“Fun?” I groan. “Maybe for you.”
She steps a little closer. “Don’t you want to know how much I’ll pay you?”
A little money never hurt. “Hmm. How much?”
“A dollar a day.”
I snort. “Two.”
She grins. “Sure. So, you’ll do it?”
Way to jump to conclusions. “I never agreed to anything.”
“True.” She raises an eyebrow. “Still. Seven hundred and thirty dollars. Not bad, if you ask me.”
“I guess not.” She must be hoping for a lot of money if she’s willing to pay me so much. “What do you get if you win the scholarship?”
She scoffs. “Like you care. Focus on what you’re going to get. Seriously. It’s not bad.”
“I guess it’s not.” Just one more thing. “What about the picture?”
“Oh, right.” She adjusts the camera around her neck. “I won’t show it to anyone but the scholarship people.”
“And if I say no?”
“Then I guess your lovely ex-girlfriend Cassy Carlson would love to see it.”
How does she know about me and Cassy already? “You can’t be serious.”
“I am.” She folds her arms across her chest. “So? Will you do it?”
If she puts it that way, I really don’t have a choice. Besides, money is nice. “This isn’t gonna take a lot of time, is it?”
She shakes her head. “It shouldn’t. So, it’s a deal, right?”
I hesitate; the frogs in my stomach seem to have died for now. My throat, however, continues torturing me. I cough. “Seven hundred thirty dollars?”
She shrugs. “If you want. I think it’s worth it. I’d do it if I were you.”
“Mm-hmm.” Should I? It’s not like I have anything better to do. But do I really want some chick taking pictures of me every day? I should tell her to get lost and suck a dick. That might knock the smile off her face. But if I take her up on it, I’ll have some money for a drum set.
“Max?” She waves a hand in front of my face. “Yes or no?”
This is gonna be a long year. “Fine. I’ll do it. But only because you’re paying me.” And Cassy doesn’t need to see a picture of me hung-over and pissing in bushes.
Her forehead creases. “Are you sure? Don’t commit if you’re not going to cooperate.”
“I said yes, okay?” Great. I’m already regretting this. “Just stop bothering me.”
Melly grins as if she’s just been declared homecoming queen. “Awesome! Thanks, Max!”
“Yeah, whatever.” I stand. The frogs resurrect their leaping contest, and I steady myself on a nearby bench. Cassy and I used to come here and make out a lot: a private world in a public place. “Have fun with your project. Use me as little as possible.”
“Of course.” She twirls some hair around her finger. “So, when are we meeting tomorrow?”
She can’t be serious. “Huh?”
“Well, I need a picture for every day of the year. That means I need you tomorrow too.”
What have I gotten myself into? “Can we just come here tomorrow?”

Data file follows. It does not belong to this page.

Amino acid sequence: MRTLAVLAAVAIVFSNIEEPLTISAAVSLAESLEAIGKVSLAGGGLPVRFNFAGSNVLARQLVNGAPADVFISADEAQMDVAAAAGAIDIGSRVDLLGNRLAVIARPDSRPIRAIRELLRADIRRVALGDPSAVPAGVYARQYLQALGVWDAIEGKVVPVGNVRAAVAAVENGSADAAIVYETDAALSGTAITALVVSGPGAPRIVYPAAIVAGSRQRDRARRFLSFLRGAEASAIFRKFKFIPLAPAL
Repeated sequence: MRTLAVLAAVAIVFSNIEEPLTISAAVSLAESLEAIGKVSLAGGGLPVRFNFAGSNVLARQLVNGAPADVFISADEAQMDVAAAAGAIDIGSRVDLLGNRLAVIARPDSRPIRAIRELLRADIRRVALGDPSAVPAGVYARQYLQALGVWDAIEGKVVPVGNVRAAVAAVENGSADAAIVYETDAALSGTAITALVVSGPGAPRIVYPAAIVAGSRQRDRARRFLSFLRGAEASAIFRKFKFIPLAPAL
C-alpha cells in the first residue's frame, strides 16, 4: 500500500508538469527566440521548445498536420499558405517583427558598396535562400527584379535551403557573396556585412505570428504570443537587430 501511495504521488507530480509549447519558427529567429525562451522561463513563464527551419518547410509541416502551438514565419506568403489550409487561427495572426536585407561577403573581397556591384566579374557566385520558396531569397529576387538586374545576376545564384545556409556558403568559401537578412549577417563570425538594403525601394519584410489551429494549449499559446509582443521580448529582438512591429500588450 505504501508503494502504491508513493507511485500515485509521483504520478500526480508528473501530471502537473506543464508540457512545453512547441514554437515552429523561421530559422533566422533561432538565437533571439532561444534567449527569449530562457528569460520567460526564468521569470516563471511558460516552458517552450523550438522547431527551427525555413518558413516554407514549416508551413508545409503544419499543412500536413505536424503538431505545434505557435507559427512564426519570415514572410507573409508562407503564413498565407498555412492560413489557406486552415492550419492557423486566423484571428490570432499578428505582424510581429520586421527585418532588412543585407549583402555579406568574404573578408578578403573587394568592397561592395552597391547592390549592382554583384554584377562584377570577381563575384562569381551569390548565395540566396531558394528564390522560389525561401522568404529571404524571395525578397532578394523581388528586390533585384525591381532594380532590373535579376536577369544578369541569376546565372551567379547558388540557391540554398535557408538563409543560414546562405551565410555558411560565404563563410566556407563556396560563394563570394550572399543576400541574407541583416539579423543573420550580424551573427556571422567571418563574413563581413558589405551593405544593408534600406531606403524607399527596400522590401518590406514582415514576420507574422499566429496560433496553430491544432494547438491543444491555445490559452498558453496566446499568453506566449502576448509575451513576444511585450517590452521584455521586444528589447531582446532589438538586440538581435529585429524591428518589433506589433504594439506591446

She nods. “Sounds good to me. I’ll see you here at ten. Don’t forget to come.”
Hmph. “And if I do?”
“Your loss.” She shoves her hands into her pockets. “I’m not paying you until this time next year.”
“Fine.” This has been enough perkiness for a day. She smiles enough for both of us. “Well, I’m gonna go now. Guess I’ll see you here tomorrow.”
She smirks. “You better.” She steps even closer, smile widening. “Try to be a little nicer though, okay? Also, I’d appreciate it if you were sober tomorrow. Just saying.” She tilts her head and narrows her eyes. “Looks like you had fun last night. Nice shirt.”
“Fun?” I chuckle without humor. “Sure, if that’s what you want to think.”
She frowns. “What happened last night?”
What did happen? “Shit.”
“Oh.” She raises an eyebrow. “What kind?”
“Nothing.” Who cares that my girlfriend dumped me less than a day before our anniversary? Who cares that I caught her making out with my supposed best friend only five minutes later? No one. No one’s ever cared. And no one ever will.
“Fine. Don’t tell me. See you tomorrow.”
With that, she walks away. Finally. I shake my head and check my phone. It’s about noon. Time to go home. I don’t want to be there either. But it beats being photographed by random strangers, even if I’m getting paid.
I still need a drink. There’s a fountain across the street. Even from here, it looks rusty. I’m about halfway across when a horn blares and brakes screech. I dive forward, glancing behind me to see a car’s bumper. One of the front wheels is inches from my shoe, another almost planting into a tree. I crawl across the street, peering at the window. A middle-aged driver flips me off. The horn’s blare is like a dozen hammers slamming into my skull. I laugh, almost wishing he’d hit me. Almost. He shakes his head and drives off. My stomach churns again. For a moment, I think vomit will burst out of my throat, but I force it back. I pant as I glance around me, then brace my hands on the ground and stand slowly.
Blood roars in my ears as my heart pounds. That was close. Okay. It’s official. My New Year’s resolution is to not let that happen a second time. For now, I’m getting my ass home.
Jelsa Mepsey writes young adult contemporary romance fiction, drawing inspiration from daily life. With her work, she is dedicated to spurring people to think about what they have taken for granted and to shed light on the issues people avoid talking about. As an Asian-American in her 20s, she is excited to explore more of the human experience as she herself journeys through life. Writing, rock climbing 5.12 routes, and playing various instruments have resulted in the formation of many calluses on her hands over the years. When not engaging in her previously mentioned hobbies, Jelsa can be found at her local library with a stack of at least ten books, naming her various pens, or staring at her dog Waffles for inspiration.